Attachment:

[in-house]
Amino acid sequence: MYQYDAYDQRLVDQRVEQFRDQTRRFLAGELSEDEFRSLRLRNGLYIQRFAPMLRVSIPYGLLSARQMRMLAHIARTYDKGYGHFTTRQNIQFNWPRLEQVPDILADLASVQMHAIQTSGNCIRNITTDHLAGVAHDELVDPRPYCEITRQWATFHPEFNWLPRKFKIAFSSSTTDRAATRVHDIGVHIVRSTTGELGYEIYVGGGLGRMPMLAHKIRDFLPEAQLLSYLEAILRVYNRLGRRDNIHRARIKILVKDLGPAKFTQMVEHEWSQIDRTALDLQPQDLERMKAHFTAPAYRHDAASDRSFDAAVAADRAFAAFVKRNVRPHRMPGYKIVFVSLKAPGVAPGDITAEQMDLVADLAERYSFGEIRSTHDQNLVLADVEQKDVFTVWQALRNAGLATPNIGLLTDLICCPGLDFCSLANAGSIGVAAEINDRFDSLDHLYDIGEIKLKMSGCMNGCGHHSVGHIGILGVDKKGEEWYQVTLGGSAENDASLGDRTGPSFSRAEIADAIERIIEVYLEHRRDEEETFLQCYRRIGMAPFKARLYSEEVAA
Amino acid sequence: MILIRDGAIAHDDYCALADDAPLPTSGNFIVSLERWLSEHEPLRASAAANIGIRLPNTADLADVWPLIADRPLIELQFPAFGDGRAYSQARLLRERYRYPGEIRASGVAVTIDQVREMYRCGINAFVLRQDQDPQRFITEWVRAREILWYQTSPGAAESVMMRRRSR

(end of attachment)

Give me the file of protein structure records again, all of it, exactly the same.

[in-house]
Amino acid sequence: MYQYDAYDQRLVDQRVEQFRDQTRRFLAGELSEDEFRSLRLRNGLYIQRFAPMLRVSIPYGLLSARQMRMLAHIARTYDKGYGHFTTRQNIQFNWPRLEQVPDILADLASVQMHAIQTSGNCIRNITTDHLAGVAHDELVDPRPYCEITRQWATFHPEFNWLPRKFKIAFSSSTTDRAATRVHDIGVHIVRSTTGELGYEIYVGGGLGRMPMLAHKIRDFLPEAQLLSYLEAILRVYNRLGRRDNIHRARIKILVKDLGPAKFTQMVEHEWSQIDRTALDLQPQDLERMKAHFTAPAYRHDAASDRSFDAAVAADRAFAAFVKRNVRPHRMPGYKIVFVSLKAPGVAPGDITAEQMDLVADLAERYSFGEIRSTHDQNLVLADVEQKDVFTVWQALRNAGLATPNIGLLTDLICCPGLDFCSLANAGSIGVAAEINDRFDSLDHLYDIGEIKLKMSGCMNGCGHHSVGHIGILGVDKKGEEWYQVTLGGSAENDASLGDRTGPSFSRAEIADAIERIIEVYLEHRRDEEETFLQCYRRIGMAPFKARLYSEEVAA
Amino acid sequence: MILIRDGAIAHDDYCALADDAPLPTSGNFIVSLERWLSEHEPLRASAAANIGIRLPNTADLADVWPLIADRPLIELQFPAFGDGRAYSQARLLRERYRYPGEIRASGVAVTIDQVREMYRCGINAFVLRQDQDPQRFITEWVRAREILWYQTSPGAAESVMMRRRSR